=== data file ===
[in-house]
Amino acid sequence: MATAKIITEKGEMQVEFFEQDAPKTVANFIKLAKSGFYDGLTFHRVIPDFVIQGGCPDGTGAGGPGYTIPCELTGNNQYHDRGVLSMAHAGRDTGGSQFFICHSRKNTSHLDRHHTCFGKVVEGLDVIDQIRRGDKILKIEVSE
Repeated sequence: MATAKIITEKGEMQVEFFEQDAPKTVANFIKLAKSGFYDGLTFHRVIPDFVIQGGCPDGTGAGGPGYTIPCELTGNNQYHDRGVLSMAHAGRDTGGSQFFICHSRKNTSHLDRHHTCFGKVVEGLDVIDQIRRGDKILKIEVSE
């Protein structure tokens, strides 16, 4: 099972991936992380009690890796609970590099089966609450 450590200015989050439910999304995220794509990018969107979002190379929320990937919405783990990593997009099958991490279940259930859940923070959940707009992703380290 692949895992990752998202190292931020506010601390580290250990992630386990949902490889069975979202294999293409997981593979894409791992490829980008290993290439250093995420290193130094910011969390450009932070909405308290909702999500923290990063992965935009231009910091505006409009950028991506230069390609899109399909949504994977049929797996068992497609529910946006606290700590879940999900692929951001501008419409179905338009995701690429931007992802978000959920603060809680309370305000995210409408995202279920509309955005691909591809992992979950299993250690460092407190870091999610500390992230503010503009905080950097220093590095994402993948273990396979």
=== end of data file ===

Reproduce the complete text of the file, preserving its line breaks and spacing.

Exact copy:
[in-house]
Amino acid sequence: MATAKIITEKGEMQVEFFEQDAPKTVANFIKLAKSGFYDGLTFHRVIPDFVIQGGCPDGTGAGGPGYTIPCELTGNNQYHDRGVLSMAHAGRDTGGSQFFICHSRKNTSHLDRHHTCFGKVVEGLDVIDQIRRGDKILKIEVSE
Repeated sequence: MATAKIITEKGEMQVEFFEQDAPKTVANFIKLAKSGFYDGLTFHRVIPDFVIQGGCPDGTGAGGPGYTIPCELTGNNQYHDRGVLSMAHAGRDTGGSQFFICHSRKNTSHLDRHHTCFGKVVEGLDVIDQIRRGDKILKIEVSE
């Protein structure tokens, strides 16, 4: 099972991936992380009690890796609970590099089966609450 450590200015989050439910999304995220794509990018969107979002190379929320990937919405783990990593997009099958991490279940259930859940923070959940707009992703380290 692949895992990752998202190292931020506010601390580290250990992630386990949902490889069975979202294999293409997981593979894409791992490829980008290993290439250093995420290193130094910011969390450009932070909405308290909702999500923290990063992965935009231009910091505006409009950028991506230069390609899109399909949504994977049929797996068992497609529910946006606290700590879940999900692929951001501008419409179905338009995701690429931007992802978000959920603060809680309370305000995210409408995202279920509309955005691909591809992992979950299993250690460092407190870091999610500390992230503010503009905080950097220093590095994402993948273990396979």